While other labels are ready to sign on the dotted line, Sony Music reportedly has not struck a deal with Apple based on terms associated with skipping songs.
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Song skipping becomes central snag in launch of Apple streaming radio


The pressure has been turned up for Apple to launch a streaming music component to iTunes after Google did so with their Play Music offering last week. Ideally, Apple wants to launch their service sometime this summer (perhaps with a WWDC unveiling), but coming to terms with major music labels hasn’t been easy. The latest butting of heads centers around licensing and royalty fees paid to the label for songs skipped.

Specifically, Sony Music, the world’s largest label, thinks Apple’s initial offer isn’t the best deal they can get, so the music house is holding out in hopes of a better offer. Not all major labels feel the same way, however. Apple reportedly struck a deal with Universal Music last week and is said to be close to signing with Warner Music Group.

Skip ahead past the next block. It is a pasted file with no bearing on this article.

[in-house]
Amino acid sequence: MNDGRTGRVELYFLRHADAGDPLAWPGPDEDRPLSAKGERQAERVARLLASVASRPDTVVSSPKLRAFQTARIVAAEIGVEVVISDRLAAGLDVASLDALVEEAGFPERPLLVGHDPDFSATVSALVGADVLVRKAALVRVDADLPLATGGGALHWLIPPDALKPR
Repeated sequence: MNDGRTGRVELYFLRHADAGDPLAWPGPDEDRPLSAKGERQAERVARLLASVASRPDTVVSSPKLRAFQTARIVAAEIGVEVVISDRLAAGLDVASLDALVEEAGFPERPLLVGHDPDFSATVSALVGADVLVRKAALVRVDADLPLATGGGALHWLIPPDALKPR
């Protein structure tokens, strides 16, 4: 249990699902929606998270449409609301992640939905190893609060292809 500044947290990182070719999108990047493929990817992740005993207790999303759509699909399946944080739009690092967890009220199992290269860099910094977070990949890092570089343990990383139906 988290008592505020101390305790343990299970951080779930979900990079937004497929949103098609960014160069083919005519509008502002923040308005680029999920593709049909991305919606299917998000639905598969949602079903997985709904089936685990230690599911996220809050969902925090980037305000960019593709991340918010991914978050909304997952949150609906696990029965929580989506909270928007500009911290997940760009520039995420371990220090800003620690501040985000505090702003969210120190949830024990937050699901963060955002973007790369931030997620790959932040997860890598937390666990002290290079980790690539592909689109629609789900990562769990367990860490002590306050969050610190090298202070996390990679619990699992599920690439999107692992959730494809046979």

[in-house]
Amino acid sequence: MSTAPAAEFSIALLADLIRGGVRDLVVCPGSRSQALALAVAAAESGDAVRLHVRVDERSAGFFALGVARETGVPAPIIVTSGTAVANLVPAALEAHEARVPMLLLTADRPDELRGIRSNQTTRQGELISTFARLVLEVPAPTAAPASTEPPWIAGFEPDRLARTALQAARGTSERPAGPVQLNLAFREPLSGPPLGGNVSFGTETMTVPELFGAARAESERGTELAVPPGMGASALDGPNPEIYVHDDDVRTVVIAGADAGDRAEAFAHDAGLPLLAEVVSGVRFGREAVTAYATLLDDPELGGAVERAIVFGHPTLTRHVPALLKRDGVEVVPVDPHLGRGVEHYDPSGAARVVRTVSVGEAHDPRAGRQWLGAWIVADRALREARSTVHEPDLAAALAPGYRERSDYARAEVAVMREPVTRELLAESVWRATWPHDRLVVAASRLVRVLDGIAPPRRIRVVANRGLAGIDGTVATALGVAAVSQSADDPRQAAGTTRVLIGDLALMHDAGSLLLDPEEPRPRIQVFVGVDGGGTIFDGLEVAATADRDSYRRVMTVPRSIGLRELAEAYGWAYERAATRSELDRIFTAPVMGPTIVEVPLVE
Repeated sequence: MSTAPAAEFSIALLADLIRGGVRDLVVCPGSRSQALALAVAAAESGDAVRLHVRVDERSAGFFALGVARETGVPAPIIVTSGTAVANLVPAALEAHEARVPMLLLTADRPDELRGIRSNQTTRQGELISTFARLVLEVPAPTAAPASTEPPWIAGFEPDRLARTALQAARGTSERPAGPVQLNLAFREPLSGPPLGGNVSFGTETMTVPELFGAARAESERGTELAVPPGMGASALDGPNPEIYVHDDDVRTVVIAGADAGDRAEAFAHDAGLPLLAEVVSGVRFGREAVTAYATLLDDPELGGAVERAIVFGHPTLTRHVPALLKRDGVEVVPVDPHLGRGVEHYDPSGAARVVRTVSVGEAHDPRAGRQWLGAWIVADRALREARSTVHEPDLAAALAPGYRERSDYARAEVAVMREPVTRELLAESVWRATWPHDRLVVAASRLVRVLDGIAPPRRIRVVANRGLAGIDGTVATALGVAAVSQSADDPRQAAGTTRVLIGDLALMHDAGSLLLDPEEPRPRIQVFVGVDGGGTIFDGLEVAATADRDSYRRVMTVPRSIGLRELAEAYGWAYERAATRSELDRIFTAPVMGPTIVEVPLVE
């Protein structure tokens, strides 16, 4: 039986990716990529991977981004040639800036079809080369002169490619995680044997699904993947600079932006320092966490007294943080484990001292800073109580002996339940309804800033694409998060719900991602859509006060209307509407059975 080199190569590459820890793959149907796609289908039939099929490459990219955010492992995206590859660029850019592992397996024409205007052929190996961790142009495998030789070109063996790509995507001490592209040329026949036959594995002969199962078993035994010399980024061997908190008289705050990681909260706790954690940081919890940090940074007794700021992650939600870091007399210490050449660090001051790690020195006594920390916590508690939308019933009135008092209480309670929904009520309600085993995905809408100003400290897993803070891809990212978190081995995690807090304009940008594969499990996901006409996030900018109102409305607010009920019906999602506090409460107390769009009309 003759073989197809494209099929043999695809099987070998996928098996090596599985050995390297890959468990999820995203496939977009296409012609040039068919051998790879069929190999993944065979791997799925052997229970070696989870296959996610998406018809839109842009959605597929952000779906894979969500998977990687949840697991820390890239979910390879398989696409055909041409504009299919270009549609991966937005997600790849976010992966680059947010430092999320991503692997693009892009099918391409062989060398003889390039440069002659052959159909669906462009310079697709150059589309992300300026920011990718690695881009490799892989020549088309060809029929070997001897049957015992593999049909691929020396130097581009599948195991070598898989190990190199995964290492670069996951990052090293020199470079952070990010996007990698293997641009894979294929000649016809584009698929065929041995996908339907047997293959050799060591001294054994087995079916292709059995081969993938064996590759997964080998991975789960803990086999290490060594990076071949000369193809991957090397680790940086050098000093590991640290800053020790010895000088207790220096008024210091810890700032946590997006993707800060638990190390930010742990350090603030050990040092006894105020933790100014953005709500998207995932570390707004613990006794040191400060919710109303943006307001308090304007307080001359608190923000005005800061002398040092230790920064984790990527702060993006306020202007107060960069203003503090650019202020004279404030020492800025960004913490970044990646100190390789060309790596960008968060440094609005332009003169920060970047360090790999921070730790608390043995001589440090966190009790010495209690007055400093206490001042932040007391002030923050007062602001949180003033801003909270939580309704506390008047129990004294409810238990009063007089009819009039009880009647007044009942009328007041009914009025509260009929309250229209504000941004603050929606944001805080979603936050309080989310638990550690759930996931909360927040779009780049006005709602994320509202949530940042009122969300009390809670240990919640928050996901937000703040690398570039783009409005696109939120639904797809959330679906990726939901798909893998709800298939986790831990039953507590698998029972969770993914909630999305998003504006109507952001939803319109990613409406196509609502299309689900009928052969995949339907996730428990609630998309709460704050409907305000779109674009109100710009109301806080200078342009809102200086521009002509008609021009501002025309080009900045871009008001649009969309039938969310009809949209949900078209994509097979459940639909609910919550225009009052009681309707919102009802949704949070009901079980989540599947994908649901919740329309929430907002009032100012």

It isn’t clear what terms Apple has distinguished for song skipping, but if its anything like Pandora’s model (the streaming service Apple’s is said to most resemble) royalties payments are fairly straight forward. Users can skip a song up to six times per station per hour (or twelve total skips per day, whichever comes first) and regardless of whether they listened to one second of audio or one minute, the label is due the full royalty payment.

So how can an offer get much better than that for Sony? Perhaps they are looking for a reduced number of permissible skips, but they would be hard pressed to ask for more cash if the standard is already to pay the full royalty (unless, of course, Apple has been offering a fraction of the royalty based on a song skip).

Nevertheless, it appears Sony and their issues with song skipping are the main snag holding up the launch of an iTunes-compatible streaming service. Other labels are excited to see the new platform launch, as they see its ties to one of the largest digital content stores as a way to drive additional revenues, especially considering the fast-growing internet radio sector.

[via CNET]

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